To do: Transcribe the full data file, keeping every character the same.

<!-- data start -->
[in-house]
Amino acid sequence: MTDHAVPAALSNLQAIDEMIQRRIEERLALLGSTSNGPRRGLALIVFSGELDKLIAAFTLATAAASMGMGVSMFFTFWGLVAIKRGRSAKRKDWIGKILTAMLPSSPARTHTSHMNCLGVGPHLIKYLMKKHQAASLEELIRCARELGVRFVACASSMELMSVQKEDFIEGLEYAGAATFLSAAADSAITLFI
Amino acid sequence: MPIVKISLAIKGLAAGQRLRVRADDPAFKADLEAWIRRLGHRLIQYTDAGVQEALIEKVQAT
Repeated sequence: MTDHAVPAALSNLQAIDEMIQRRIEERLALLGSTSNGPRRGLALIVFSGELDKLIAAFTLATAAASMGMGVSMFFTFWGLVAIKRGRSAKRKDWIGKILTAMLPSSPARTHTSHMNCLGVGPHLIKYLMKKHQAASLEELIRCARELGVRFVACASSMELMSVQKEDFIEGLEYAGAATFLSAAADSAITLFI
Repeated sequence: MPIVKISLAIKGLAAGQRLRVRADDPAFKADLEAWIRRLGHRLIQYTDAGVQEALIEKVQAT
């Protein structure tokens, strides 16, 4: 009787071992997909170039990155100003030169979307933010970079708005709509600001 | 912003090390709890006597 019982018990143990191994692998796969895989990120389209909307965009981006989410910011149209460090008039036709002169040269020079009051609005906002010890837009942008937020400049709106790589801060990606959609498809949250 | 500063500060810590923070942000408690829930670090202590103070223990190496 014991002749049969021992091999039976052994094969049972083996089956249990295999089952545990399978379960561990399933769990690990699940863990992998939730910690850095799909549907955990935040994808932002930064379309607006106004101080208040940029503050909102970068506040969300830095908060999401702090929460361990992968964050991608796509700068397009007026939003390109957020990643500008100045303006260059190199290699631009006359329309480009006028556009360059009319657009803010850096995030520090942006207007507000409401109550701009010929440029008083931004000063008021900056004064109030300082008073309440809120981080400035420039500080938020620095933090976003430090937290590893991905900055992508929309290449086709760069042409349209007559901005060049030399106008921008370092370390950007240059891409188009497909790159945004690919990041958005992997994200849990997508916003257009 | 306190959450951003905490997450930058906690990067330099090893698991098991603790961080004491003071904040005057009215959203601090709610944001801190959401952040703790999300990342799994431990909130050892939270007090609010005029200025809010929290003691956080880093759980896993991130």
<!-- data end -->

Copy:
[in-house]
Amino acid sequence: MTDHAVPAALSNLQAIDEMIQRRIEERLALLGSTSNGPRRGLALIVFSGELDKLIAAFTLATAAASMGMGVSMFFTFWGLVAIKRGRSAKRKDWIGKILTAMLPSSPARTHTSHMNCLGVGPHLIKYLMKKHQAASLEELIRCARELGVRFVACASSMELMSVQKEDFIEGLEYAGAATFLSAAADSAITLFI
Amino acid sequence: MPIVKISLAIKGLAAGQRLRVRADDPAFKADLEAWIRRLGHRLIQYTDAGVQEALIEKVQAT
Repeated sequence: MTDHAVPAALSNLQAIDEMIQRRIEERLALLGSTSNGPRRGLALIVFSGELDKLIAAFTLATAAASMGMGVSMFFTFWGLVAIKRGRSAKRKDWIGKILTAMLPSSPARTHTSHMNCLGVGPHLIKYLMKKHQAASLEELIRCARELGVRFVACASSMELMSVQKEDFIEGLEYAGAATFLSAAADSAITLFI
Repeated sequence: MPIVKISLAIKGLAAGQRLRVRADDPAFKADLEAWIRRLGHRLIQYTDAGVQEALIEKVQAT
């Protein structure tokens, strides 16, 4: 009787071992997909170039990155100003030169979307933010970079708005709509600001 | 912003090390709890006597 019982018990143990191994692998796969895989990120389209909307965009981006989410910011149209460090008039036709002169040269020079009051609005906002010890837009942008937020400049709106790589801060990606959609498809949250 | 500063500060810590923070942000408690829930670090202590103070223990190496 014991002749049969021992091999039976052994094969049972083996089956249990295999089952545990399978379960561990399933769990690990699940863990992998939730910690850095799909549907955990935040994808932002930064379309607006106004101080208040940029503050909102970068506040969300830095908060999401702090929460361990992968964050991608796509700068397009007026939003390109957020990643500008100045303006260059190199290699631009006359329309480009006028556009360059009319657009803010850096995030520090942006207007507000409401109550701009010929440029008083931004000063008021900056004064109030300082008073309440809120981080400035420039500080938020620095933090976003430090937290590893991905900055992508929309290449086709760069042409349209007559901005060049030399106008921008370092370390950007240059891409188009497909790159945004690919990041958005992997994200849990997508916003257009 | 306190959450951003905490997450930058906690990067330099090893698991098991603790961080004491003071904040005057009215959203601090709610944001801190959401952040703790999300990342799994431990909130050892939270007090609010005029200025809010929290003691956080880093759980896993991130």